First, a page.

Scrivener Tips

We’ve arrived at the middle Wicked Wednesday out of five this month!

We haven’t talked about Scrivener for a while, but we [ALMOST] all use it for our writing. Wickeds, share your favorite new (or old) tip for writing fiction in Scrivener. Keywords? Compiling? Let’s let each other, and the world, know what in this fabulous application makes creating a book easier for us. On your marks, get set, dish!

Edith: I make heavy use of the synopsis card. In it (in the Inspector) I jot down the day and time the scene takes place – Thursday 4 PM, for example – and then a quick couple of sentences about what happens: “Cam drives home, reacts to news about her mom being in there with Susan.” After I read a scene to my critique group I prepend R to the synopsis so I can tell at a glance if I’ve already shared that scene. When I’m revising and I need to remember where in my list of thirty or forty scenes something happened, I can slowly mouse over the list of scenes in the Binder and the start of the synopsis shows up in a small text window.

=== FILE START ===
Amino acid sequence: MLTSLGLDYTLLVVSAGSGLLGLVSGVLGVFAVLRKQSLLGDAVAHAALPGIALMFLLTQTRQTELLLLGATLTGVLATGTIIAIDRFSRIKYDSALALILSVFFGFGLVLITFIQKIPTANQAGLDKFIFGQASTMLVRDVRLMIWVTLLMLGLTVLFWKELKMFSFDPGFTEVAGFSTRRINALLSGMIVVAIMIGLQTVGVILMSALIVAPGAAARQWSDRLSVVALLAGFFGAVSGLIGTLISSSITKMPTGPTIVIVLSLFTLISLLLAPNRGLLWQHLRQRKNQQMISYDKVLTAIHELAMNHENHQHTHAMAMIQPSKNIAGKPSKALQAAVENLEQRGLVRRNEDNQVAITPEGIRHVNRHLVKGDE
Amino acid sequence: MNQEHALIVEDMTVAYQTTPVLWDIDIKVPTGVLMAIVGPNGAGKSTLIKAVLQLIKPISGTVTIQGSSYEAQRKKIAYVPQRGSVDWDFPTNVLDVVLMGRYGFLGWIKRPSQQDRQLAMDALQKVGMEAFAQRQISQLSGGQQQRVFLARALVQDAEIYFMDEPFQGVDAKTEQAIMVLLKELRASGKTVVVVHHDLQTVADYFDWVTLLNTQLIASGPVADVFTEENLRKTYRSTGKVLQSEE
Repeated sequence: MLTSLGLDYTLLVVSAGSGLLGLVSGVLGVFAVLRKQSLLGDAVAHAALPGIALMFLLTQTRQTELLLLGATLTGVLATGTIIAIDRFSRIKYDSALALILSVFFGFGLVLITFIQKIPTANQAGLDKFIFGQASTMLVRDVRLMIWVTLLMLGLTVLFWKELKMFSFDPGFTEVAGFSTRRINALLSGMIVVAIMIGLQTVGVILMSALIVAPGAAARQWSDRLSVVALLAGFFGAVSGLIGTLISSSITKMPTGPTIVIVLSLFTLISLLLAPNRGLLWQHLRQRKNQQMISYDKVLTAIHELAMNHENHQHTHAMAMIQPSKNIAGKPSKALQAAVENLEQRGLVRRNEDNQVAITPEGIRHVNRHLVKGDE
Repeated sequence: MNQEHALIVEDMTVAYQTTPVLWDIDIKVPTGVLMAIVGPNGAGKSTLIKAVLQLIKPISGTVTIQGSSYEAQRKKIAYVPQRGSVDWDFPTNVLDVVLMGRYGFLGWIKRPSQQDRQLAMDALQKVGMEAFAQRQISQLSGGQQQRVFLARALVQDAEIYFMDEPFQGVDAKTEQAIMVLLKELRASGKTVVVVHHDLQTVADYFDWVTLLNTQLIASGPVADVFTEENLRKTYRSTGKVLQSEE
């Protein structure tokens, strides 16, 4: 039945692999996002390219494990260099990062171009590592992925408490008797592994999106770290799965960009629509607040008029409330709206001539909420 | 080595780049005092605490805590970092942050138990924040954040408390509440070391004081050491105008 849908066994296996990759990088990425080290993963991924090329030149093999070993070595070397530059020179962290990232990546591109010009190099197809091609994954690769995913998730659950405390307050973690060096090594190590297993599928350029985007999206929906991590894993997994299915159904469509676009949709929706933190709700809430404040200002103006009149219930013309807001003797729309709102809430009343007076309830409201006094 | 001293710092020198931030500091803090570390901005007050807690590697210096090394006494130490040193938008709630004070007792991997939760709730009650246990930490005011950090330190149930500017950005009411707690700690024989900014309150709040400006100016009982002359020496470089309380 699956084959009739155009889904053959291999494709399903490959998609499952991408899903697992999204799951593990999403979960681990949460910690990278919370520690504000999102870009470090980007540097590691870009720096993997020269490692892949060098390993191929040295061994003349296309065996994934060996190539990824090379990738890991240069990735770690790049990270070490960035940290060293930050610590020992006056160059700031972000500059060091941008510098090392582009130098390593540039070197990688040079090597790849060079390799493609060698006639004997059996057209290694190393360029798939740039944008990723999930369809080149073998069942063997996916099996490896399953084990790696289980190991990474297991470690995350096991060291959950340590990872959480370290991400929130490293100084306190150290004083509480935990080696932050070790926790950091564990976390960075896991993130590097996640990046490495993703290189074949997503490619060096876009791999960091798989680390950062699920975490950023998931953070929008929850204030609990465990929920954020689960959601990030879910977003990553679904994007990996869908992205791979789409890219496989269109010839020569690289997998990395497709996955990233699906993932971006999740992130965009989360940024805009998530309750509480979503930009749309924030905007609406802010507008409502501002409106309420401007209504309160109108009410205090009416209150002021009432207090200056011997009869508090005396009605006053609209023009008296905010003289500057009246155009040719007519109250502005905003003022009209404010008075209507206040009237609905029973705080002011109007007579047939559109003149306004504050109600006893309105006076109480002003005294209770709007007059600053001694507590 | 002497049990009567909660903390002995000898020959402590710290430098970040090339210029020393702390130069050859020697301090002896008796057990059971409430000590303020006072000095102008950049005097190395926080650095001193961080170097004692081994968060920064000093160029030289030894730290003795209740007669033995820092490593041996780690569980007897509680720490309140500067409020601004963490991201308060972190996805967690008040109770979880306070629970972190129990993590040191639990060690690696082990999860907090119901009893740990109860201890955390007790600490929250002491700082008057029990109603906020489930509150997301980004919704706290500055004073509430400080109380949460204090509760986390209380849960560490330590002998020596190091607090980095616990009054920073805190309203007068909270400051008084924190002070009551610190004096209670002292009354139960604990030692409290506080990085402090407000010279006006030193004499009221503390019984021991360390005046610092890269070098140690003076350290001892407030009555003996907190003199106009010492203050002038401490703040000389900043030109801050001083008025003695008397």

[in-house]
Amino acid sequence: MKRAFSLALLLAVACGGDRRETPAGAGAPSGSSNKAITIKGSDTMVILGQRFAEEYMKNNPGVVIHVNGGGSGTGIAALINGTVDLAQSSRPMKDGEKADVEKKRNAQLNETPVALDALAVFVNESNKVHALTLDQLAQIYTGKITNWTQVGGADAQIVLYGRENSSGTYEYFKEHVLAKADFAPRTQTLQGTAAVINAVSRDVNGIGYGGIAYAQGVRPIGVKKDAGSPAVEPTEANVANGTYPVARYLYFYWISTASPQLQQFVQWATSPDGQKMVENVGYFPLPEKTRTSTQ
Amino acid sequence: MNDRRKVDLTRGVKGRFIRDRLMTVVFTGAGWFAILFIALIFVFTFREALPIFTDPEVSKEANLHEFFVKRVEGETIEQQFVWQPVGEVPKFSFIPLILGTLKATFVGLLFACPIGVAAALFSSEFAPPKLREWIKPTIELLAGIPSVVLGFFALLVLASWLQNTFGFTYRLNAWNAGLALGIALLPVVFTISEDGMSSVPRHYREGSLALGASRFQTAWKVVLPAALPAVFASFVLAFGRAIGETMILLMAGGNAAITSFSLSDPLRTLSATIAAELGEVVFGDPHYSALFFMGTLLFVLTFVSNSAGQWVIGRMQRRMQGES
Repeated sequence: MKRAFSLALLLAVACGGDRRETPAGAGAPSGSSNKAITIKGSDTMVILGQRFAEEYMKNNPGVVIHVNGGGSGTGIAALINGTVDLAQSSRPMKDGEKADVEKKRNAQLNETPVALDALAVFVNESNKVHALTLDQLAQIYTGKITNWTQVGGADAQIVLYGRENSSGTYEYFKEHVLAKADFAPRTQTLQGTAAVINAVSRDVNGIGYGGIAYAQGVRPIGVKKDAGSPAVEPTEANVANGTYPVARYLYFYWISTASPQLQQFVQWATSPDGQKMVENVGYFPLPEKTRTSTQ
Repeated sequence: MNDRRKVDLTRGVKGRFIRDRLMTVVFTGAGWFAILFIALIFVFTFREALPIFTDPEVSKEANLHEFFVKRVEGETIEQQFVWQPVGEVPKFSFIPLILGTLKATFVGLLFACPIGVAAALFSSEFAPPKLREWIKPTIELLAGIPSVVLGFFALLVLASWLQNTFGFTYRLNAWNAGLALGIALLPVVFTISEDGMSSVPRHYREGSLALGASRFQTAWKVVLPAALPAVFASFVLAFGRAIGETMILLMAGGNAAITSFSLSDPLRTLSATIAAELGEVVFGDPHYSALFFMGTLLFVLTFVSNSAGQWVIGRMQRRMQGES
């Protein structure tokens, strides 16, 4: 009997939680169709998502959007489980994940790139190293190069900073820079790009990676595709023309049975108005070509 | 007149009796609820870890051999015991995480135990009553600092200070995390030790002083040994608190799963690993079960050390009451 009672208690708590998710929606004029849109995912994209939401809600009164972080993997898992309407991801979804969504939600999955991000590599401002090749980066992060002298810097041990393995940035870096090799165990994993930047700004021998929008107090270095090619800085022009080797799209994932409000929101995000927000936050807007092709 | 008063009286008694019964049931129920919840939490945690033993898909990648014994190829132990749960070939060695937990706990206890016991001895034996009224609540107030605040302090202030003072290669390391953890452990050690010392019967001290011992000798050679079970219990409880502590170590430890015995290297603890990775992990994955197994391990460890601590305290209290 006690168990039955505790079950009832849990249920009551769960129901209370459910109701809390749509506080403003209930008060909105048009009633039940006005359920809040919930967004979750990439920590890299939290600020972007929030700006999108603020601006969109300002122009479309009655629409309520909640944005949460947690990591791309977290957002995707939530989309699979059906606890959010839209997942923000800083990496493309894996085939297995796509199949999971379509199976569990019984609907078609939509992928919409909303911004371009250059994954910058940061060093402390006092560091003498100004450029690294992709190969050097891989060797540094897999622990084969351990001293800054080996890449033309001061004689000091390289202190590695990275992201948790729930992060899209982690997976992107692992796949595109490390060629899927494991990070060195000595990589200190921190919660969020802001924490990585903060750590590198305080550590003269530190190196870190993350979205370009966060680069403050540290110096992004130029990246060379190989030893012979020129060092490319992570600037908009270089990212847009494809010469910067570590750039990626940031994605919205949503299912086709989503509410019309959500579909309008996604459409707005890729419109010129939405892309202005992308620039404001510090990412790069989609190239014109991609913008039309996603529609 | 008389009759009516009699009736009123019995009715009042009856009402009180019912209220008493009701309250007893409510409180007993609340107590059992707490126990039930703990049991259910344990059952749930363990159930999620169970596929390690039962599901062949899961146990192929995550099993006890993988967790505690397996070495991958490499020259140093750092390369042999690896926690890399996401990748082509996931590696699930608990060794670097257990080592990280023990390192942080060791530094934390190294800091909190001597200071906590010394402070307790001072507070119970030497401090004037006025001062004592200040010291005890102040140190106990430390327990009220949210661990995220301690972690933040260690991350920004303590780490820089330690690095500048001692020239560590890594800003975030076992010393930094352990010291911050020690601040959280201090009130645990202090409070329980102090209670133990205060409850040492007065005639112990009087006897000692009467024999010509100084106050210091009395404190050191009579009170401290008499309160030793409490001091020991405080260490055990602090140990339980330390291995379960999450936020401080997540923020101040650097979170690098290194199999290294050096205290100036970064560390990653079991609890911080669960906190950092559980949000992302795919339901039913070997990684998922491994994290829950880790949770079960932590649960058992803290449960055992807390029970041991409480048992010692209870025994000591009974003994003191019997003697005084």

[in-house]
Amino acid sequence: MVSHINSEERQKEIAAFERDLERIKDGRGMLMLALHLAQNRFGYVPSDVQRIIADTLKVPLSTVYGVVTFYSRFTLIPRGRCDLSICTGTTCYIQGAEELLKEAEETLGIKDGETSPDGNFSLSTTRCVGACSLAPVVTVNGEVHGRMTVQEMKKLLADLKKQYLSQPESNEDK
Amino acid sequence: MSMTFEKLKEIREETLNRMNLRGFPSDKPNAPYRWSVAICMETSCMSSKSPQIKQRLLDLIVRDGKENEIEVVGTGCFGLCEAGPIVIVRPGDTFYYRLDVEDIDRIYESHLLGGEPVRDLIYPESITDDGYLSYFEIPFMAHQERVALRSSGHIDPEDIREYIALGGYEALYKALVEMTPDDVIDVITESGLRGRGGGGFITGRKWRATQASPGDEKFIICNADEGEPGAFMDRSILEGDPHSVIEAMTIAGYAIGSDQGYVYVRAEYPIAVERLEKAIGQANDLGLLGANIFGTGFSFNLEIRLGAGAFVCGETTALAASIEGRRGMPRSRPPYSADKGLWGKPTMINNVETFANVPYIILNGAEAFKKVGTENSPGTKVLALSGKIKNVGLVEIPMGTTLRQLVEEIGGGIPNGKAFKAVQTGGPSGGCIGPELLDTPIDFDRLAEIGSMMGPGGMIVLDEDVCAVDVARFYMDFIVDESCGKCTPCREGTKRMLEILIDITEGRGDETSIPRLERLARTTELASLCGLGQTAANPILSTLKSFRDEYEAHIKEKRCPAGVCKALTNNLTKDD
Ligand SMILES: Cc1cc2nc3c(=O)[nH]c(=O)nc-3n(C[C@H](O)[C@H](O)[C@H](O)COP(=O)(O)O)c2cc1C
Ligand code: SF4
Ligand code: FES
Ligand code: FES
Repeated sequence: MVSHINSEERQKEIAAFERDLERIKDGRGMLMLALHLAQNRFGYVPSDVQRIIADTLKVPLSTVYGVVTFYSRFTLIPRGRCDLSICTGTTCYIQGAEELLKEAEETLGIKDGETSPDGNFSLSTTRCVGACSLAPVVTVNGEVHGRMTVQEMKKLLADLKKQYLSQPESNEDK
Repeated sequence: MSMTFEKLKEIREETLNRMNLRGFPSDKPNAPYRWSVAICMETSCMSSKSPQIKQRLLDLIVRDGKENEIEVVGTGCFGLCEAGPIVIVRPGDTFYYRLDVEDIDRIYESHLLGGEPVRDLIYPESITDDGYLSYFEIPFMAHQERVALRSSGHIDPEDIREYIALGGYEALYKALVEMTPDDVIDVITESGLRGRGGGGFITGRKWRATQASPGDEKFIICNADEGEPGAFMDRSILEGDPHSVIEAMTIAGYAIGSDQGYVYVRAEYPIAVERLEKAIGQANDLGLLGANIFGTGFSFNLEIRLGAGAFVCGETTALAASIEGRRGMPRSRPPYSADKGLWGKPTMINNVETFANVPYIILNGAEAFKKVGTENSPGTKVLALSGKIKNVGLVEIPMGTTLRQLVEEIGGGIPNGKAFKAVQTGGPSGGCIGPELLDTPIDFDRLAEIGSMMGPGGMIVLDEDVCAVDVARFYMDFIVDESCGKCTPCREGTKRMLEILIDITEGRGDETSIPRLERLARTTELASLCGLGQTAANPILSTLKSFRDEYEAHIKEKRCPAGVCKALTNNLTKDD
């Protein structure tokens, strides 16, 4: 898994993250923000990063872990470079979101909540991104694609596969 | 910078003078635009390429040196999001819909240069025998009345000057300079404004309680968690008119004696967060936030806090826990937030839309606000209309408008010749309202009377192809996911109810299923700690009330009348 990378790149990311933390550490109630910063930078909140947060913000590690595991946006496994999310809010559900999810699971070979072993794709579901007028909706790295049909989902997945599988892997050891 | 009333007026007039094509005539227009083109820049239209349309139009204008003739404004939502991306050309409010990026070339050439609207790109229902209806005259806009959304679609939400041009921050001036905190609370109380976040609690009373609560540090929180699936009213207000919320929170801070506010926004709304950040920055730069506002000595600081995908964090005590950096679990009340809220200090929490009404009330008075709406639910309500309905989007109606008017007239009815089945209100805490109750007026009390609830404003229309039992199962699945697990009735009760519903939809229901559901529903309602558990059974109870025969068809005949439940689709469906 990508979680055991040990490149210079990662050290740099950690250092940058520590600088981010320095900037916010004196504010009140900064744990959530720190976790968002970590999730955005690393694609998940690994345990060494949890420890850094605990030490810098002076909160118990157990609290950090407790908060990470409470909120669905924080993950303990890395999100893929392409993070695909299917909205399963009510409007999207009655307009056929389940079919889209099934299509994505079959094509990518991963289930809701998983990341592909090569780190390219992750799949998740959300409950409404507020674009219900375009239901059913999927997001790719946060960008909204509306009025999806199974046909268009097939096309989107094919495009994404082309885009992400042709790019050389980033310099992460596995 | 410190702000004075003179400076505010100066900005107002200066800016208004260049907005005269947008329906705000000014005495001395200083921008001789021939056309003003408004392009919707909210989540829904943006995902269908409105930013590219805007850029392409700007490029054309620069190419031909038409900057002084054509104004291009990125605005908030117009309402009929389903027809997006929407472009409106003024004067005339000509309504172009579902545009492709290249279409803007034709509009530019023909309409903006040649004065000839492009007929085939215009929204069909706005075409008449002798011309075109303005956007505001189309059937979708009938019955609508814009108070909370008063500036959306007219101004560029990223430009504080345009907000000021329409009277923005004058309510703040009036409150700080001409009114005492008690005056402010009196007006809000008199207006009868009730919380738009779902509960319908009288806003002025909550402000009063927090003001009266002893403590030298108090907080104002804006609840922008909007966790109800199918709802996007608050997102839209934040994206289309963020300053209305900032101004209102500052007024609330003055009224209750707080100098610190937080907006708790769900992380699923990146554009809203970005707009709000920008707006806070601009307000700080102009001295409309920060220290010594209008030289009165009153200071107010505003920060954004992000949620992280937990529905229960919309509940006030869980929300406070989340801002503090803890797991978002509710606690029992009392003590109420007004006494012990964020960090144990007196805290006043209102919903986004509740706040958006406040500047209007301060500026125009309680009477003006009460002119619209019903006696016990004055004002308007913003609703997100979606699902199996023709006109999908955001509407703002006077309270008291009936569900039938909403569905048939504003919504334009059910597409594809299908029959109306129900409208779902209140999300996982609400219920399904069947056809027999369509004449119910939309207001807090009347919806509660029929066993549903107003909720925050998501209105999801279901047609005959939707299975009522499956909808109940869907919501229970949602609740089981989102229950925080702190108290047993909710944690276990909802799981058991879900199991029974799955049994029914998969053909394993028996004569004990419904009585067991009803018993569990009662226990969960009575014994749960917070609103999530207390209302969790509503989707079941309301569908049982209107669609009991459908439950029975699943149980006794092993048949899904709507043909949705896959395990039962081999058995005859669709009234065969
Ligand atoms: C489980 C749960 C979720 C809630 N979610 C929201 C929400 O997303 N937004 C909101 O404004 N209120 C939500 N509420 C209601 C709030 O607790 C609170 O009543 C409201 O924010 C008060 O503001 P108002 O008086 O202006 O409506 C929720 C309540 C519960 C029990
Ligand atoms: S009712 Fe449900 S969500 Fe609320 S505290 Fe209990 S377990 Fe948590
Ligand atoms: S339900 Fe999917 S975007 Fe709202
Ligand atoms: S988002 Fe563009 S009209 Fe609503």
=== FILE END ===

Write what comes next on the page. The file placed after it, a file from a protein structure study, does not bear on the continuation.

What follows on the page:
Liz: I love the synopsis cards too, Edith. What I haven’t figured out is how to not have those little blurbs print when I compile so I don’t have to go through the word doc and delete all the extra stuff. Maybe you can show me! What I like is the ability to color code and tag things differently in the “general” section under the synopsis area. So I color code my day of the week so I can see if I have too much action each day or too little. And you can edit so the colors show in different places, like right in the binder area, or just the Screenshot 2016-03-13 09.02.51synopsis cards, etc. Then my next category is place, so I can see where things are happening around town. I’m sure there are tons and tons of things I haven’t figured out yet in Scrivener, but I love it so much – it makes life easier!

Oh – and one more thing. I use a Mac, and unfortunately there is no Scrivener app for iPad. BUT – I recently learned about Simplenote, which syncs with Scrivener so you can bring your scenes with you on iPad, then sync them back up in Scrivener. It saves all versions too, so you don’t have to worry about overwriting something accidentally. I love this when I have to travel for work and don’t want to bring two computers with me.

[Edith: The blurbs never show up when I compile, Liz. We’ll have to compare notes next time we get a chance!]